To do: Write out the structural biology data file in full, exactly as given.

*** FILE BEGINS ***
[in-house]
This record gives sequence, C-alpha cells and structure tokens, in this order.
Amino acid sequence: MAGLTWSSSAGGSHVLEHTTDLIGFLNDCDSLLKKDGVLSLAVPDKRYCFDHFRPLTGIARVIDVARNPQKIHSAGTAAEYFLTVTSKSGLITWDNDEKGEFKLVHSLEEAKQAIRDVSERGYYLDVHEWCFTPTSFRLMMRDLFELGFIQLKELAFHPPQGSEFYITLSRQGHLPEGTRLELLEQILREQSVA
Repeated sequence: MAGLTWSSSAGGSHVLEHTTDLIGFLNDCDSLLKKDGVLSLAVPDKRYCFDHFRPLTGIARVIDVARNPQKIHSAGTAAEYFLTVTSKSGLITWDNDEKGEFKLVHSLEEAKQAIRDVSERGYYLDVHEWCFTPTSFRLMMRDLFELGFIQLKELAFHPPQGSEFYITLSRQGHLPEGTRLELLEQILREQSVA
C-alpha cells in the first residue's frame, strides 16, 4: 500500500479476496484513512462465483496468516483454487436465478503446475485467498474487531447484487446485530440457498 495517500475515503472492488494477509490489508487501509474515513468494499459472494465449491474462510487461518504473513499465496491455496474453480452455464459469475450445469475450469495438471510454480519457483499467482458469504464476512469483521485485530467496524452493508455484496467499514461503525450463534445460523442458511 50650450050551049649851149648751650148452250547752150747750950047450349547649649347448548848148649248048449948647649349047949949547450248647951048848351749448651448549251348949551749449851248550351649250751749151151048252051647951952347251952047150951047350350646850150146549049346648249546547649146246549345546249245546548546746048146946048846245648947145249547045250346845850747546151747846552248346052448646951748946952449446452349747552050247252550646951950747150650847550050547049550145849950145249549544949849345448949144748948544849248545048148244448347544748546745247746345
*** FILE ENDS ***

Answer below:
[in-house]
This record gives sequence, C-alpha cells and structure tokens, in this order.
Amino acid sequence: MAGLTWSSSAGGSHVLEHTTDLIGFLNDCDSLLKKDGVLSLAVPDKRYCFDHFRPLTGIARVIDVARNPQKIHSAGTAAEYFLTVTSKSGLITWDNDEKGEFKLVHSLEEAKQAIRDVSERGYYLDVHEWCFTPTSFRLMMRDLFELGFIQLKELAFHPPQGSEFYITLSRQGHLPEGTRLELLEQILREQSVA
Repeated sequence: MAGLTWSSSAGGSHVLEHTTDLIGFLNDCDSLLKKDGVLSLAVPDKRYCFDHFRPLTGIARVIDVARNPQKIHSAGTAAEYFLTVTSKSGLITWDNDEKGEFKLVHSLEEAKQAIRDVSERGYYLDVHEWCFTPTSFRLMMRDLFELGFIQLKELAFHPPQGSEFYITLSRQGHLPEGTRLELLEQILREQSVA
C-alpha cells in the first residue's frame, strides 16, 4: 500500500479476496484513512462465483496468516483454487436465478503446475485467498474487531447484487446485530440457498 495517500475515503472492488494477509490489508487501509474515513468494499459472494465449491474462510487461518504473513499465496491455496474453480452455464459469475450445469475450469495438471510454480519457483499467482458469504464476512469483521485485530467496524452493508455484496467499514461503525450463534445460523442458511 50650450050551049649851149648751650148452250547752150747750950047450349547649649347448548848148649248048449948647649349047949949547450248647951048848351749448651448549251348949551749449851248550351649250751749151151048252051647951952347251952047150951047350350646850150146549049346648249546547649146246549345546249245546548546746048146946048846245648947145249547045250346845850747546151747846552248346052448646951748946952449446452349747552050247252550646951950747150650847550050547049550145849950145249549544949849345448949144748948544849248545048148244448347544748546745247746345